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Posted by Jeff from bgp01107368bgs.wbrmfd01.mi.comcast.net ( on Sunday, March 24, 2002 at 12:48PM :

Iraq Ready to Accept U.S. Team to Probe Pilot's Fate
Sun Mar 24, 1:22 PM ET

BAGHDAD (Reuters) - Iraq said Sunday it was ready to receive an American team to probe the fate of a U.S. pilot shot down over Iraq at the start of the Gulf War (news - web sites) in 1991. Lieutenant Commander Michael Scott Speicher was lost on the first day of the war when his Navy F-18 attack jet was apparently hit and crashed in a fireball over Iraq on Jan. 17, 1991. Washington listed him as the first casualty of the war, but reclassified him as "missing in action" in January 2001 following evidence he might have survived the crash.

Iraq says Speicher is dead, but Washington says Baghdad has ignored requests for an explanation as to his fate after the crash.

"To prove our good will in this regard and to refute repeated American allegations against Iraq, we express readiness of concerned Iraqi parties to receive an American team to visit Iraq to probe into the (U.S. pilot) issue," an Iraqi Foreign Ministry spokesman said.

He said the investigation had "to be accompanied by an American media team for coverage and documentation under the supervision of the International Committee of the Red Cross."

It must also include the former leader of the U.N. weapons inspection team in Iraq, Scott Ritter, now a vocal critic of American policy on Iraq.

Vice President Dick Cheney (news - web sites) told CBS's "Face the Nation" program he was unaware of the offer. "I would have to take a look at the report ... and see whether or not this is a serious proposition ...," he said.

The Washington Times newspaper reported on March 11 that U.S. intelligence agencies had obtained new information indicating Speicher was alive and in captivity in Iraq.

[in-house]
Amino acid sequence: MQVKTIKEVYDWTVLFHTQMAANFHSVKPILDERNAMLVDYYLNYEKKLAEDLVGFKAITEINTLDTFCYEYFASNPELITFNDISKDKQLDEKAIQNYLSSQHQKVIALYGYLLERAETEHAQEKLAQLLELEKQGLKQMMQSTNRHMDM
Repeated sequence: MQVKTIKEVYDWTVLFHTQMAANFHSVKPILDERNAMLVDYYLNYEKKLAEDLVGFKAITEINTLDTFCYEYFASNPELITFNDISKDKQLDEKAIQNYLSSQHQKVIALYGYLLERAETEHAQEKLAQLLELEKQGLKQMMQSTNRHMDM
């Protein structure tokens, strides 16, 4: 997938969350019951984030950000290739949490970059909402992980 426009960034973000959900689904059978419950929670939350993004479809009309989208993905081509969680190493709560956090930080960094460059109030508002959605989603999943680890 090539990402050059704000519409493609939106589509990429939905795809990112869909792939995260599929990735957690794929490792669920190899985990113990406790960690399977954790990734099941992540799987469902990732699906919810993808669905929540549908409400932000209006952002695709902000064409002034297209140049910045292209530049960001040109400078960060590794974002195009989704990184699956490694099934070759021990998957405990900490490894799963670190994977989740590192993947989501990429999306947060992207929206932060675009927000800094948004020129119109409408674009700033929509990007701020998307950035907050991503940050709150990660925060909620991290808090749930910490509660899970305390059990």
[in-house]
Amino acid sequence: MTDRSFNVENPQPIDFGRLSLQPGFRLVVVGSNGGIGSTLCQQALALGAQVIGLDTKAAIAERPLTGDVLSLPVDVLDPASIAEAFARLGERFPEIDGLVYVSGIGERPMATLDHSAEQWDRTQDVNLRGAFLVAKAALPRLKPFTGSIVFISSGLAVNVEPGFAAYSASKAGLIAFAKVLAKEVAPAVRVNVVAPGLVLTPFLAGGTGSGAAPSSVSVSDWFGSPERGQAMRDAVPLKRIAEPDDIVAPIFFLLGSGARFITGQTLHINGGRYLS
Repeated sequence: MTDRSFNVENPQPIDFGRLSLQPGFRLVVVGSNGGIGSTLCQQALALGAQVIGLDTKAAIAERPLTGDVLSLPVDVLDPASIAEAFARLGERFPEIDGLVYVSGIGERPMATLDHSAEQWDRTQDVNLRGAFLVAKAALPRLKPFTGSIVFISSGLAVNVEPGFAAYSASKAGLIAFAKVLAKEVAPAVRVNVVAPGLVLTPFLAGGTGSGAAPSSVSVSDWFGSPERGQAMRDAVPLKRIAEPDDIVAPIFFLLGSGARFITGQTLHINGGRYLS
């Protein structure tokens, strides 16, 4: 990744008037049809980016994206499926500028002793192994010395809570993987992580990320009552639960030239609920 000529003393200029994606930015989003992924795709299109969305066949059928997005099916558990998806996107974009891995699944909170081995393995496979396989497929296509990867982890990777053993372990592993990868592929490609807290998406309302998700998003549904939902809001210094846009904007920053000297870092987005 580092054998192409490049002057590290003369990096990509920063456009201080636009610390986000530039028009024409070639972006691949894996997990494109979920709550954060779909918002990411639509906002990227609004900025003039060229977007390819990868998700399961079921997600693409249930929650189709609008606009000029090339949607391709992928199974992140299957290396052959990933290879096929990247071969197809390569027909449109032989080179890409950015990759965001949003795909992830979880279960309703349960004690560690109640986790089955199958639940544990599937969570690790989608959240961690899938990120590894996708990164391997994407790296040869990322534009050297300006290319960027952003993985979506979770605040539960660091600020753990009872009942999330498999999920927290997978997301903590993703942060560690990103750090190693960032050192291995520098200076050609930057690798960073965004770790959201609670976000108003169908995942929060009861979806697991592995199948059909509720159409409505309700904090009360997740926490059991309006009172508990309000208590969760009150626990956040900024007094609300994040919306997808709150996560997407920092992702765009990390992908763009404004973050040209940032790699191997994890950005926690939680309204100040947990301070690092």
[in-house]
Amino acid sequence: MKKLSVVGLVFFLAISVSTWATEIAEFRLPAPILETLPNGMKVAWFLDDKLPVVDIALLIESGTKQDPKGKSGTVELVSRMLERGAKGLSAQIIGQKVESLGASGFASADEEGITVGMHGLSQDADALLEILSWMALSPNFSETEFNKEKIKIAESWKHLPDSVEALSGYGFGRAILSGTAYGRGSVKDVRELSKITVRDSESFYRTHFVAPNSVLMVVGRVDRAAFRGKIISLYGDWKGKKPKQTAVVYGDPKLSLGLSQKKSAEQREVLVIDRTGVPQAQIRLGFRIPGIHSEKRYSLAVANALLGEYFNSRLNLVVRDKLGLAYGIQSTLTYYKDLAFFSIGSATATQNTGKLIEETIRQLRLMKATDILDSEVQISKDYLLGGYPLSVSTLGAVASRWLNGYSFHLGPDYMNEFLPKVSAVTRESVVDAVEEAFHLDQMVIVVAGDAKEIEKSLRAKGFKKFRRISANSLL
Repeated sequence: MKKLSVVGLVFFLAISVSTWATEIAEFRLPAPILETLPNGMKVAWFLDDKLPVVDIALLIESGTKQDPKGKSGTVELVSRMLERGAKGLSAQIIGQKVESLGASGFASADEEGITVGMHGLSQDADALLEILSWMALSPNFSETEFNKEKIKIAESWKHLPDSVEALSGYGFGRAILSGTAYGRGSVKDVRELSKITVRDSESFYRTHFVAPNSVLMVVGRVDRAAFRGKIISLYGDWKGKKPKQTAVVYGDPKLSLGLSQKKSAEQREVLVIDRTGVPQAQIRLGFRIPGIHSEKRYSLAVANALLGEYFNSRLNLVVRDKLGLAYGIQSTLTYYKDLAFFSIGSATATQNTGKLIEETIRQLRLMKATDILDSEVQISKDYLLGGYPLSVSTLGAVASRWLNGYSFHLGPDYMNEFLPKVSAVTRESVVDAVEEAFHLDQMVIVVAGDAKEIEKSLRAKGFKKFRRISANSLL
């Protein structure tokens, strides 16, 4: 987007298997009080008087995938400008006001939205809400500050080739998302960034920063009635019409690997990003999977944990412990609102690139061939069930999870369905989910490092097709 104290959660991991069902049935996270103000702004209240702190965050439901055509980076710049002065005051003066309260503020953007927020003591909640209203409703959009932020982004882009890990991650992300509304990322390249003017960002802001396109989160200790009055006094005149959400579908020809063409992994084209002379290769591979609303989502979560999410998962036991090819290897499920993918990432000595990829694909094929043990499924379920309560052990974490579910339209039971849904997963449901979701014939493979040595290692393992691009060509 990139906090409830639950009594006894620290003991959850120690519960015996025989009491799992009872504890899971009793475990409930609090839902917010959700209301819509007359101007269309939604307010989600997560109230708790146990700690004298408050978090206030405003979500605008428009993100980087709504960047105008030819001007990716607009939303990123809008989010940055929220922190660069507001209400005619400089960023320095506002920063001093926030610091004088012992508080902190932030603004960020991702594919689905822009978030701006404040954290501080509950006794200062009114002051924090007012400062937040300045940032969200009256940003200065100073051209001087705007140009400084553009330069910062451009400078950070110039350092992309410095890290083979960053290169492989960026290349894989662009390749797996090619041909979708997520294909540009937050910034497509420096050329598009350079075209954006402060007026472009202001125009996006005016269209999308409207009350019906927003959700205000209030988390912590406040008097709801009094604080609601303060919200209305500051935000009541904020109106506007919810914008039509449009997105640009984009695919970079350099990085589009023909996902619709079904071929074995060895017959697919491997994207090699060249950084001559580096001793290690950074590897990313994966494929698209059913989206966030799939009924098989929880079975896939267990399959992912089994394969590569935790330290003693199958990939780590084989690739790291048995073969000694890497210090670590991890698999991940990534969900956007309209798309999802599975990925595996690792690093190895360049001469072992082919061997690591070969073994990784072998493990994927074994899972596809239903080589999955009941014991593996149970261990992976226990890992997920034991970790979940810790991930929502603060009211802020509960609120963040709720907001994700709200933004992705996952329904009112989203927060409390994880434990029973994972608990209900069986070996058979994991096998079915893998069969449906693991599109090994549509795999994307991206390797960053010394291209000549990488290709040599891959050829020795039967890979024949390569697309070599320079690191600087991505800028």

But a U.S. official, who asked not to be named, disputed the report. "There is no evidence indicating he is still alive," he said.

Although no wreckage was initially found, defense officials said Pentagon (news - web sites) documents showed U.S. spy satellites had later detected what was described as a man-made symbol at the crash site. They declined to give details.

Iraq's announcement comes two weeks after the United States brought up the subject of Speicher at a meeting in Geneva of a Tripartite Commission grouping Iraq, the International Red Cross and the Gulf War allies.

State Department spokesman Richard Boucher said afterwards the U.S. delegation had "underscored that Iraq continued to shirk its responsibility to answer the many unresolved questions about Speicher's fate."

The United States has warned Iraq could become the next target in the war on terror unless it allows U.N. weapons inspectors back in the country to verify it is not holding any weapons of mass destruction.

Iraq, which has barred inspectors since they left in December 1988, insists it has destroyed all such weapons.

-- Jeff
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